Amar Wala is the director of the movie “Secret Trial 5”. Produced in 2014, it aims to raise awareness among Canadian people, that even in a free and democratic society, practices are not always that coherent. The movie was the result of extensive labor. Very precise and accurate, the movie staff went on a tour across Canada to broadcast it, and to answer to very interesting debates at the end of many showings. The movie was realized thanks to crowdfunding, which was a solution “out of necessity”, according to Amar. No network would fund the film, so we went directly to the audience.

The involvement of the audience in both the realization and the success of the movie allows to touch more people, and progressively, to inform a broader public. I think people need to be reminded that it's their responsibility to speak out against these things. It is very easy to dismiss these issues or forget about them, but we want people to engage, participate.

When Amar is asked about the power of such a movie for change, he answers that « As filmmakers, we are not in control of change. The film can be an ingredient in change, but it does not facilitate change on its own. We hope that general awareness, a bit of skepticism from our audience the next time the government does something like this, is enough."

Beyond certificates and administration struggle

This movie puts anti-terrorism debates into perspective, to escape from the stern House of Commons. With what appears at first to be far from this legal framework, but which is actually very closely related to it, this movie shows the social and human impact of laws ruling our societies. These men are sharing their experiences, humiliations and lives, and allow the audience to think about the pertinence of this practice. Is it worth it? Only one man did not want to be involved in the movie, and that was not an easy process to integrate the others into the project. For Amal Wala, It was a slow, long process of gaining trust. It took years. » 

Arriving in Canada with his parents in 1995, Adil Charkaoui was accused of being a "sleeper agent" for Al Qaeda in 2000. The "evidence" relied on a trip Charkaoui took to Pakistan for 5 months in 1998. He was under a security certificate and placed in detention in 2003 with the threat of expulsion to Morocco, where he would have faced torture. After 21 months in jail, without any formal accusation charged against him, he was released in 2005. This is greatly thanks to his claims that the Supreme  Court decided to examine the constitutionality of security certificates in 2007, which will only lead to a unique slight improvement. In 2009, his record was removed.  

ironical representation during a protest for Mohamed Harkat, credit René Hardy
ironical representation during a protest for Mohamed Harkat, credit René Hardy
In 2010, the Supreme Court declared the amended version of the law constitutional, and rejected the claim of Mohamed Harkat, another man concerned by a security certificate. The movie describes what was Harkat's life, under this procedure. He was submitted to a strong supervised liberty. His wife was supposed to control him all the time. He could not go out more than 4 hours and no more than 3 times a week, and these getaways have to be approved 48 hours earlier. Of course, an electronic bracelet was attached to him, and emails, as well as phones, were no longer allowed at home. In October 2013, Mohamed Harkat submitted a new appeal to the Supreme Court, which would face a new failure in 2014.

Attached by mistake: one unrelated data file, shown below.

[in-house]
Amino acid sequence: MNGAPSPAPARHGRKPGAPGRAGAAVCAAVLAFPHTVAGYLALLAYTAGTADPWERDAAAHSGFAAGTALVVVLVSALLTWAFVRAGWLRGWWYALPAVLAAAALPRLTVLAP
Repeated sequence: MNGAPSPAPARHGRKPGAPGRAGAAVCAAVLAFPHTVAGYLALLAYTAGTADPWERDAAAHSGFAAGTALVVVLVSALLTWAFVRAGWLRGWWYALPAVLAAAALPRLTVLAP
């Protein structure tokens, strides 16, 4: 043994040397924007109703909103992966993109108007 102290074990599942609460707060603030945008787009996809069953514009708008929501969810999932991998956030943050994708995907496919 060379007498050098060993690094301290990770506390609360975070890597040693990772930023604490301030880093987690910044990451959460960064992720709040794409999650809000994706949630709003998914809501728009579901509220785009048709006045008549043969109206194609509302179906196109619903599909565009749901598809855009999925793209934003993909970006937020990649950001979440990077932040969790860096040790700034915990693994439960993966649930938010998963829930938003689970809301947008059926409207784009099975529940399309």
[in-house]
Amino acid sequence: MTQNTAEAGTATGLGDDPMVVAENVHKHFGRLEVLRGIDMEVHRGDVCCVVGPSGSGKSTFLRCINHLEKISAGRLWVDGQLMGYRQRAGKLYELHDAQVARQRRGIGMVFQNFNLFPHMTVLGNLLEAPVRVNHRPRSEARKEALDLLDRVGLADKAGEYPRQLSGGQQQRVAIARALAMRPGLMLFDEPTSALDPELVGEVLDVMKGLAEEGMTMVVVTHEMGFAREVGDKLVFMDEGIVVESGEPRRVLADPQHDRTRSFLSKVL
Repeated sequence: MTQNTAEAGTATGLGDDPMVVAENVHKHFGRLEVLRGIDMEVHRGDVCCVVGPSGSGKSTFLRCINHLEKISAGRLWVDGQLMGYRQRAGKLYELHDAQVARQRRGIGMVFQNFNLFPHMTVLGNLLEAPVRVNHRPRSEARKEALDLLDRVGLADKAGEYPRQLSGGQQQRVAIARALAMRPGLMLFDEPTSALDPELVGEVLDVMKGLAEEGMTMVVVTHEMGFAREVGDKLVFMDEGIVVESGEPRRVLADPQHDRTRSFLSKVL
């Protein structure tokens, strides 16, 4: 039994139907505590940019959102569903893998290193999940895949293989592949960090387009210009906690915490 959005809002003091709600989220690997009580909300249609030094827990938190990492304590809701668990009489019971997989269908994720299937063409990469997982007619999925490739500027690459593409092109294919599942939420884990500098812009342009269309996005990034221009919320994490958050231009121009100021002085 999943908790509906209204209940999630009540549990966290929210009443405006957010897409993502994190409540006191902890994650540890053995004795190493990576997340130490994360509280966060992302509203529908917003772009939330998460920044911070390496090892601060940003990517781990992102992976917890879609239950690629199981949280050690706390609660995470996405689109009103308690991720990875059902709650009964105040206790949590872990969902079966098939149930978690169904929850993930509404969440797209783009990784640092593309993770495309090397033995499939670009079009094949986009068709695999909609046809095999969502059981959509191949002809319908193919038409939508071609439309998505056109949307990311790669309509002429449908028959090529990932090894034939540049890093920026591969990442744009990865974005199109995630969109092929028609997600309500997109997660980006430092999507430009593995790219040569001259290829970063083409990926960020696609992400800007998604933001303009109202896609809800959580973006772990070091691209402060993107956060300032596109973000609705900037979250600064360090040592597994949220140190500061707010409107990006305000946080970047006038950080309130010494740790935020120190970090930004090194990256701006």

Hassan Almrei, Mahmoud Jaballah, and Mohammad Zeki Mahjoub are also among these men who faced or are still facing the challenge to defend themselves in front of an unclear accusation. When Amar Wala is asked about whether he thinks these men believe in the power of this movie, he answers : Honestly, I'm not sure. I hope they are happy with the film, and feel we did them justice.

The balance between security and liberty

For Secret Trial 5's director, it is the responsibility of any free society to hold our government to a high standard of freedom. So why this obsession about controlling society?   
I do not think the government wants to control society. I think they were desperate after 9/11, and were misguided and quite frankly ignorant in their approach. Racism and Islamophobia played a huge role in this. Our security forces are not well educated on these issues, and they reacted in fear rather than take a scientific and compassionate approach to anti-terrorism.
Defending national security seems to justify to curtail fundamental liberties. Presumption of innocence, which was considered as a major progress in modern society, is thus subverted by a presumption of culpability, opening the doors to other judiciary abuses. I would say National Security must refer to a basic social floor, beneath which no person residing in Canada can fall. If you are a homeless person who has fallen through the cracks, you have no national security. If you are mentally ill person in need of care, you deserve national security. If you are an indigenous woman with a high chance of being the victim of violence, where is your national security?
Thinking of "national security" as simply a term for defense, or protection from enemy, is simple-minded. We need to move beyond that. Terrorism is certainly a problem but it is not even one of the top 100 problems facing Canada at the moment. We must be smarter. We must use our brain and our heart in all public policy.

Note :
Adil Charkaoui has been dismissed from his teacher's function at the College Maisonneuve in Montreal, from where 6 teenagers left for Syria. M. Charkaoui criticized this decision, affirming there is no link between his teaching and these escapes. He affirmed that this kind of reaction is part of strongly biased tendency toward the Muslim community. He compared these discriminations to a "witch hunt".
In the context of the new antiterrorism bill votation, the Bill C-51, the Secret Trial 5 team is going on a new Canadian-tour, to broadcast to movie. Secret Trial 5 will be broadcast in Montreal, on March 17th at York University in Toronto, on March 22nd in Winnipeg, and on March 25th in Vancouver. Other cities and dates available on the website: